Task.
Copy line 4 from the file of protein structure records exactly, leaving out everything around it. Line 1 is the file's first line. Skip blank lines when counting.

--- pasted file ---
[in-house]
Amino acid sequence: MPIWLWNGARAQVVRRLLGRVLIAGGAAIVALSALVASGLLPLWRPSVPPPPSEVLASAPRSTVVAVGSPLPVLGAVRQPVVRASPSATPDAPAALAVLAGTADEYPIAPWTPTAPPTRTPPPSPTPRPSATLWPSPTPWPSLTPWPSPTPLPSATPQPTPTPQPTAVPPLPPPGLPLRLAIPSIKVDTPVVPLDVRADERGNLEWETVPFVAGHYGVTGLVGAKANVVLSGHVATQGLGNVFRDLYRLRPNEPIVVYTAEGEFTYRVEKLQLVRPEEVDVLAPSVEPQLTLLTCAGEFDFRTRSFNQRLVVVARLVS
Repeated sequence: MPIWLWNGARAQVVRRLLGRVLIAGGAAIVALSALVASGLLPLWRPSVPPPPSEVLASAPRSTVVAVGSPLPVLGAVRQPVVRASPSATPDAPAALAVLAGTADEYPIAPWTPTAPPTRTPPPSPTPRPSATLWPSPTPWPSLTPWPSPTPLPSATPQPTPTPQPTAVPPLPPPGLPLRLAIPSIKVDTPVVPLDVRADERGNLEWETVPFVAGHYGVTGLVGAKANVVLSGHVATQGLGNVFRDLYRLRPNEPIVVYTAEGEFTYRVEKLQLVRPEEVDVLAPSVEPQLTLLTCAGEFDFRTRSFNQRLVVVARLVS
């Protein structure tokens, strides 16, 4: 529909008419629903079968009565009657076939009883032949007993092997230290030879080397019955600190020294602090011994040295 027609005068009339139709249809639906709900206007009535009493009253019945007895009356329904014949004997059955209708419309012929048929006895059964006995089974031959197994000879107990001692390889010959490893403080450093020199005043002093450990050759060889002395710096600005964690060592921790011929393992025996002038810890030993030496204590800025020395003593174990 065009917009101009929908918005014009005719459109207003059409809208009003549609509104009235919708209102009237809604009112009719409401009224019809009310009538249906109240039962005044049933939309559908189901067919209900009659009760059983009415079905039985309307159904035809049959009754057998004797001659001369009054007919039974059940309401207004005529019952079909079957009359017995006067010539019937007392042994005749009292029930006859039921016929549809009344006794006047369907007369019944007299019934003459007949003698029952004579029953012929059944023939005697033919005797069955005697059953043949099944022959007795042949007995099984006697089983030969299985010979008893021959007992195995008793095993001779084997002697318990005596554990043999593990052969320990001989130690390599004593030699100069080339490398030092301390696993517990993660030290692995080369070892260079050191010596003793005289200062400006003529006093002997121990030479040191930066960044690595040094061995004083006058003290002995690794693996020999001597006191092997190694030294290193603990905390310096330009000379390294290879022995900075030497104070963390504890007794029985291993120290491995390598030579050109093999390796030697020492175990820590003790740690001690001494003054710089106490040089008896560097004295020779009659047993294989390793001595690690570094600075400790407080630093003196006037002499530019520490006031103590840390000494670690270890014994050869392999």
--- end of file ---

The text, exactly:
């Protein structure tokens, strides 16, 4: 529909008419629903079968009565009657076939009883032949007993092997230290030879080397019955600190020294602090011994040295 027609005068009339139709249809639906709900206007009535009493009253019945007895009356329904014949004997059955209708419309012929048929006895059964006995089974031959197994000879107990001692390889010959490893403080450093020199005043002093450990050759060889002395710096600005964690060592921790011929393992025996002038810890030993030496204590800025020395003593174990 065009917009101009929908918005014009005719459109207003059409809208009003549609509104009235919708209102009237809604009112009719409401009224019809009310009538249906109240039962005044049933939309559908189901067919209900009659009760059983009415079905039985309307159904035809049959009754057998004797001659001369009054007919039974059940309401207004005529019952079909079957009359017995006067010539019937007392042994005749009292029930006859039921016929549809009344006794006047369907007369019944007299019934003459007949003698029952004579029953012929059944023939005697033919005797069955005697059953043949099944022959007795042949007995099984006697089983030969299985010979008893021959007992195995008793095993001779084997002697318990005596554990043999593990052969320990001989130690390599004593030699100069080339490398030092301390696993517990993660030290692995080369070892260079050191010596003793005289200062400006003529006093002997121990030479040191930066960044690595040094061995004083006058003290002995690794693996020999001597006191092997190694030294290193603990905390310096330009000379390294290879022995900075030497104070963390504890007794029985291993120290491995390598030579050109093999390796030697020492175990820590003790740690001690001494003054710089106490040089008896560097004295020779009659047993294989390793001595690690570094600075400790407080630093003196006037002499530019520490006031103590840390000494670690270890014994050869392999």